The British Transport Police has just become the first UK police force to launch a...read more
The company I work for transferred under TUPE to another company over a year ago. I presumed that all the terms/conditions and policies that we now follow are for the new company that we have transferred to, including maternity policies. However, I recently found out that all policies were transferred to the new company except for maternity and sickness policy which has stayed the same as our original company policy. My old company’s policy is not nearly as good as the new company maternity policy. At the time of the TUPE transfer, I wasn’t aware of the difference as I was not pregnant. Now that I am pregnant, HR have advised me that I have to abide by the old company policy. Do I have any grounds to challenge the difference in full pay during maternity leave?
When you transferred under TUPE the new employer inherited you on your existing terms and conditions of employment. The TUPE Regulations ensure that employees retain the same terms and conditions post-transfer as they did pre-transfer. Unfortunately, there are no hard-and-fast rules as to how long it takes for your current employer to vary and harmonise terms and conditions of incoming staff with those of its existing workers (indeed if it ever does this).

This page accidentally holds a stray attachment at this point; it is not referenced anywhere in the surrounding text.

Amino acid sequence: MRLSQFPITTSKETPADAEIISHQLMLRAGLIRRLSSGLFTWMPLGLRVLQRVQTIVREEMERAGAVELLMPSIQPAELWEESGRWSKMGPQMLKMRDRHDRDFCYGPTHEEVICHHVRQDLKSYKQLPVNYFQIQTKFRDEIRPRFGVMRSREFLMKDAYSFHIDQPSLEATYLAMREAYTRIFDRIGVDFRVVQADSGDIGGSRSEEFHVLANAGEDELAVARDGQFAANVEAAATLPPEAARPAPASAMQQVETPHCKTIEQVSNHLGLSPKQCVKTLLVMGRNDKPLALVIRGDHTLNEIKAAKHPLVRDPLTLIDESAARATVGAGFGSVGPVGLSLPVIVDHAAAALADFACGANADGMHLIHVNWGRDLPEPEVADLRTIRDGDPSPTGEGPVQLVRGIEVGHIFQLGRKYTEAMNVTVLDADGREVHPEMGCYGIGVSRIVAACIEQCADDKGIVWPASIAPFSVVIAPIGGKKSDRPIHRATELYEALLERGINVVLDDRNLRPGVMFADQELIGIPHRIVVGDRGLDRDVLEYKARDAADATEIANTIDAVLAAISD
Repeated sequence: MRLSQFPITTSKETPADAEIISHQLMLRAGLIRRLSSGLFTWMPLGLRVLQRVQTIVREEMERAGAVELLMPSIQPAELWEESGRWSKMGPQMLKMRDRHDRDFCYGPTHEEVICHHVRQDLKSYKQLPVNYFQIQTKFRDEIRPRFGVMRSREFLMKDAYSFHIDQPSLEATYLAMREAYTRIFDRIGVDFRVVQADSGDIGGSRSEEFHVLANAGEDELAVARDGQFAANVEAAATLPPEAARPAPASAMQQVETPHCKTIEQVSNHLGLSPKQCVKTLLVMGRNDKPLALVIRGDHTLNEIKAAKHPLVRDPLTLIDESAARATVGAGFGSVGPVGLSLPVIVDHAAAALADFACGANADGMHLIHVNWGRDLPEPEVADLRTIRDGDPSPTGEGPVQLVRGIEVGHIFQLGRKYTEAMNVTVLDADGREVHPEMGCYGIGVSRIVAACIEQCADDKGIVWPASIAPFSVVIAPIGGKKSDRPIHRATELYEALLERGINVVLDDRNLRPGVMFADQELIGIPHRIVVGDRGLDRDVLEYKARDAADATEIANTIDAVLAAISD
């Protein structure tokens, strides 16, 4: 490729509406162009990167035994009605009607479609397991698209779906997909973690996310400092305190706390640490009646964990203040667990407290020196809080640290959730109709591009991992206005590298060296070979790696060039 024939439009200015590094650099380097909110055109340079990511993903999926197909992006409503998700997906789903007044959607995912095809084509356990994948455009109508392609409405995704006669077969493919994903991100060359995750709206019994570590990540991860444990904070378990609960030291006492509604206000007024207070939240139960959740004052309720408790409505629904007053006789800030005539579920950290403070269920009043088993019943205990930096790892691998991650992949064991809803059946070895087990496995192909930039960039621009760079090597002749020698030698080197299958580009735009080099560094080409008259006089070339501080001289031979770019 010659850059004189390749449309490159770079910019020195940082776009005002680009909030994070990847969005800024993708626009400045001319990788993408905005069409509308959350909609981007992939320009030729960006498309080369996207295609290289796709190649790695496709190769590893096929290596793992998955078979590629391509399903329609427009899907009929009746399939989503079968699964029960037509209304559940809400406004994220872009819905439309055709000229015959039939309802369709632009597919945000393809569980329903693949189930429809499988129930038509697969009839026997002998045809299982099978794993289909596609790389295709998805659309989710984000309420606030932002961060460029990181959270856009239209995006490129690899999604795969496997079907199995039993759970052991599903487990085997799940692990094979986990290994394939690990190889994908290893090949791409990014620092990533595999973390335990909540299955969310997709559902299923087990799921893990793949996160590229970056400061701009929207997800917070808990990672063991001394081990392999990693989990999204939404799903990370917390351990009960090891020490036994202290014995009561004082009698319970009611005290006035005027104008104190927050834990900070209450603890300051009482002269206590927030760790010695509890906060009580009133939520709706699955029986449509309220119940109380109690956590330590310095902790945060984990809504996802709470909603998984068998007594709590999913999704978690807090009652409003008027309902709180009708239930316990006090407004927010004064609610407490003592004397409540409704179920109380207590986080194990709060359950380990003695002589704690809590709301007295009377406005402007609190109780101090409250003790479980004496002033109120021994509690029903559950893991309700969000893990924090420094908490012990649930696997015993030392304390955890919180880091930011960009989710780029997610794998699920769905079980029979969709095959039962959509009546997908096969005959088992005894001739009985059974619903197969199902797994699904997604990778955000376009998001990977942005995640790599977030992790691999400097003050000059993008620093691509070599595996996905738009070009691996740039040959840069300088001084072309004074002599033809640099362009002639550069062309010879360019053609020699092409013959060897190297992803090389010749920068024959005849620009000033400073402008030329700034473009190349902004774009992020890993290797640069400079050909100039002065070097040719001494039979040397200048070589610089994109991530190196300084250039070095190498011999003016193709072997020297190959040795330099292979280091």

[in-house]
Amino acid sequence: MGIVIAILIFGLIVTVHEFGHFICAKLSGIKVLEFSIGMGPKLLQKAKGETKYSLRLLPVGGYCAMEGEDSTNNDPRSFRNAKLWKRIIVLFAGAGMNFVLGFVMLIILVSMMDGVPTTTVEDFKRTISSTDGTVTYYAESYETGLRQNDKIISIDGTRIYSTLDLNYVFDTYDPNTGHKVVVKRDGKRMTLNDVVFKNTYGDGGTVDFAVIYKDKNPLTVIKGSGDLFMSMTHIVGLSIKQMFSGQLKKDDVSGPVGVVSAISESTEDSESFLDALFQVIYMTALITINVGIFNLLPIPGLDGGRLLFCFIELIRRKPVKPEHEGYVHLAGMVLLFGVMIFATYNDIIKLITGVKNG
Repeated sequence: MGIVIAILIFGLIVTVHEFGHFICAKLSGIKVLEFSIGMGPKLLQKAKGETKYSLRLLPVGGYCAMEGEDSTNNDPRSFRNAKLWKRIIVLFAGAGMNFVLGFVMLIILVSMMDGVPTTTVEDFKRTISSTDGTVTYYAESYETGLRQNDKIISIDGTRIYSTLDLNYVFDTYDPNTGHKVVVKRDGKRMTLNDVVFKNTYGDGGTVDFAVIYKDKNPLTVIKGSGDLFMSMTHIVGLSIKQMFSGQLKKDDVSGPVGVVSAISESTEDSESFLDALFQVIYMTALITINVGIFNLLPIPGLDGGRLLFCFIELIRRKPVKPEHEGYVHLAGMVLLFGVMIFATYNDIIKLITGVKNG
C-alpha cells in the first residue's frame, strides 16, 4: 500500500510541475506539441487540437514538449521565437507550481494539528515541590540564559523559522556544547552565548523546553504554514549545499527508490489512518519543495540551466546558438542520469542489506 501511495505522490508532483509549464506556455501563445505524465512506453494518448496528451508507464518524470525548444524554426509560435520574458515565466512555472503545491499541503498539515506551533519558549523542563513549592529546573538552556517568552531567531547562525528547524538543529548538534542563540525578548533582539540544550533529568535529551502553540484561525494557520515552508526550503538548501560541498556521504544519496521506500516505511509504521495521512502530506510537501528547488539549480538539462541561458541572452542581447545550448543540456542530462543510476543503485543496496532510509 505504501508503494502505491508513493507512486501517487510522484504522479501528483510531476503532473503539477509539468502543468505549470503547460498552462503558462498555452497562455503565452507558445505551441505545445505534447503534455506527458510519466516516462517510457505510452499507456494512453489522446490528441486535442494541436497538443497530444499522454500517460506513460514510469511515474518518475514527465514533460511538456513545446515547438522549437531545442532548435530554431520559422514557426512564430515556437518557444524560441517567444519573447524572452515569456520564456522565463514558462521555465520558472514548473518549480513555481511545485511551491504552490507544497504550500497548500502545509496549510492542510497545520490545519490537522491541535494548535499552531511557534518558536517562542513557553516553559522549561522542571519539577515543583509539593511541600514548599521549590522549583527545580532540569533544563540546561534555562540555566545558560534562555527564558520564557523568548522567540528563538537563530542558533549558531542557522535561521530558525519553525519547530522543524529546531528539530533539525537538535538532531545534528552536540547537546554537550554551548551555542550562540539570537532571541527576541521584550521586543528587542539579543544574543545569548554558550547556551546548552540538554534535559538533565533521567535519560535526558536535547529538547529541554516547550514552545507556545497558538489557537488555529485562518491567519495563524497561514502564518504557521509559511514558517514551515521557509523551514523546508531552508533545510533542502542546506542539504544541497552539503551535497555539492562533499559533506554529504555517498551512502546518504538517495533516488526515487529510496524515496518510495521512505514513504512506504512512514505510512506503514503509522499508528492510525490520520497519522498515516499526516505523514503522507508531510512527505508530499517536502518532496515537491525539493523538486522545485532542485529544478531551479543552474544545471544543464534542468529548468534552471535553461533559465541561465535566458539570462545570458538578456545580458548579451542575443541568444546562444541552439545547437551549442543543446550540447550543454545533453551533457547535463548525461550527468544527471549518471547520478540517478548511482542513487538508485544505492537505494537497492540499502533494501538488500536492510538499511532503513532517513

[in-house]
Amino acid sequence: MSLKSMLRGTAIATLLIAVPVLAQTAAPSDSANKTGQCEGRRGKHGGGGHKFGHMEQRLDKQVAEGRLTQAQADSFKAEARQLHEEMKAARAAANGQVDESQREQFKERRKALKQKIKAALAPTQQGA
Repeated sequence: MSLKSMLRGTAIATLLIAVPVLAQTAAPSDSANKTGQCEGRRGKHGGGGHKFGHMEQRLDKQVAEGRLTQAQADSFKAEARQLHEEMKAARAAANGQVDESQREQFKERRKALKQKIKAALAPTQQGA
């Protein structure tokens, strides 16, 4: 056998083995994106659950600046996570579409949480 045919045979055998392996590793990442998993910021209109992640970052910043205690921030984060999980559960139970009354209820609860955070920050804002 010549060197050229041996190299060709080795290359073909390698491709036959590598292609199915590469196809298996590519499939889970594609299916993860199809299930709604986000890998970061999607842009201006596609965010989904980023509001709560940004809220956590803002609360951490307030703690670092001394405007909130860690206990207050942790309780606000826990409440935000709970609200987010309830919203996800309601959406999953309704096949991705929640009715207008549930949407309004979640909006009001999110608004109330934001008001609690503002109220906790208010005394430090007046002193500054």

TUPE is a complex area of Employment Law and to advise fully on your situation I would need further details and to review your contract of employment, the previous company’s maternity leave policy, your current employer’s maternity leave policy and if there has been any amendments to these documents since you transferred. However, as I have said, the basic position is that you transfer on and retain your existing terms and conditions. This is to protect transferring staff to ensure that a new employer cannot change your terms and conditions to your detriment.
In light of the above it is likely to prove difficult for you to challenge the difference in maternity leave pay, especially as you have already raised the issue informally with HR. However, if you would like further clarification on the matter then I would be more than happy to provide you with a quote to review the relevant policies and related documentation.
*Helen Frankland assisted in answering this question.